Nordic countries regard South Africa as a gateway to the continent and are said to be keen to develop closer relations with other countries in sub-Saharan Africa.
Motlanthe missed his Finland visit after the Bombardier could not take off from Waterkloof Air Force Base because of technical problems. It had been rented because the air force did not have enough VIP aircraft.
The airplane encountered problems two weeks ago when Motlanthe was due to start his visit to the Nordic countries, including Sweden and Denmark. He took a commercial flight to Sweden the following day.
Motlanthe’s spokesperson, Thabo Masebe, said the visit to Finland had to be cancelled because there had been no “time or space” to reschedule meetings. “We communicated with the Finnish government and offered an apology. They understood. We offered that we would consider a visit to that country next year.”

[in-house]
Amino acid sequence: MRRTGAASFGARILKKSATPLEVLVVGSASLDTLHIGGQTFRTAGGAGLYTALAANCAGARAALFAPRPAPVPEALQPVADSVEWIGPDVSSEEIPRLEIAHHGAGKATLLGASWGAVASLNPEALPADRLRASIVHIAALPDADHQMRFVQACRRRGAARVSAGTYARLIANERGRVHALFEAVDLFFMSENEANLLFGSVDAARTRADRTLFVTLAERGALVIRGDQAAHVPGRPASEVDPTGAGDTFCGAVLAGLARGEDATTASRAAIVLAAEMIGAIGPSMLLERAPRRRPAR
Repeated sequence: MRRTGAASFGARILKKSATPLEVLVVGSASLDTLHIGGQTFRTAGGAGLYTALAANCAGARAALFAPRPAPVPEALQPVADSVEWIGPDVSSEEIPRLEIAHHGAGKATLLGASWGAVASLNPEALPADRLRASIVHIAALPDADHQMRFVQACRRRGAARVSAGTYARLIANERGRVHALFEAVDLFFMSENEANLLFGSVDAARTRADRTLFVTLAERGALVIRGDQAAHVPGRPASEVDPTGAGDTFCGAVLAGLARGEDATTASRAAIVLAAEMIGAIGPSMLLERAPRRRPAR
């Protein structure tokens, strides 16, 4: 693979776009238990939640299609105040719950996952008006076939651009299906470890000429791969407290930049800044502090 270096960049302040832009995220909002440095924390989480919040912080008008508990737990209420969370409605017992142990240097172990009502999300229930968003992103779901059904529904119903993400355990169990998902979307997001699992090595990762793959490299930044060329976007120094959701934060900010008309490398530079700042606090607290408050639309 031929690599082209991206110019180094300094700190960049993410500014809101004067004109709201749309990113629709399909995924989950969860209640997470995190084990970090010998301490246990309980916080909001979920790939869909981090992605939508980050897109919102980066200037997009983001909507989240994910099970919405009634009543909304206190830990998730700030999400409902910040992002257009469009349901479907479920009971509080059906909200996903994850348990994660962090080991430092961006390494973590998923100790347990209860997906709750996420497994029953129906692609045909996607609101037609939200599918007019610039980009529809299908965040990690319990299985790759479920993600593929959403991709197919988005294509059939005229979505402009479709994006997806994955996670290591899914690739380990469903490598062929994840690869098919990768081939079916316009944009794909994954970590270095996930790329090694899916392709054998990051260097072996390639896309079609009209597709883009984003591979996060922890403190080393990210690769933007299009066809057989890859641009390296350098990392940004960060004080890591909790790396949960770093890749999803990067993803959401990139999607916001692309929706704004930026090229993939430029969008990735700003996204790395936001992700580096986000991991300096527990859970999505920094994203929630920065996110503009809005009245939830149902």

In addition to being upset at the embarrassment the country had suffered, Sisulu’s other major concern was the fact that the defence department was still renting aircraft when it was supposed to own them.
A tender was awarded to a successful bidder, AdoAir, for the acquisition and maintenance of new VIP aircraft, but the process was delayed. The department of defence has, instead, relied on renting planes from another aviation company, the ExecuJet Aviation Group.
A defence force source told the M&G that the situation was even more embarrassing because the defence force had planes that other African countries could not afford.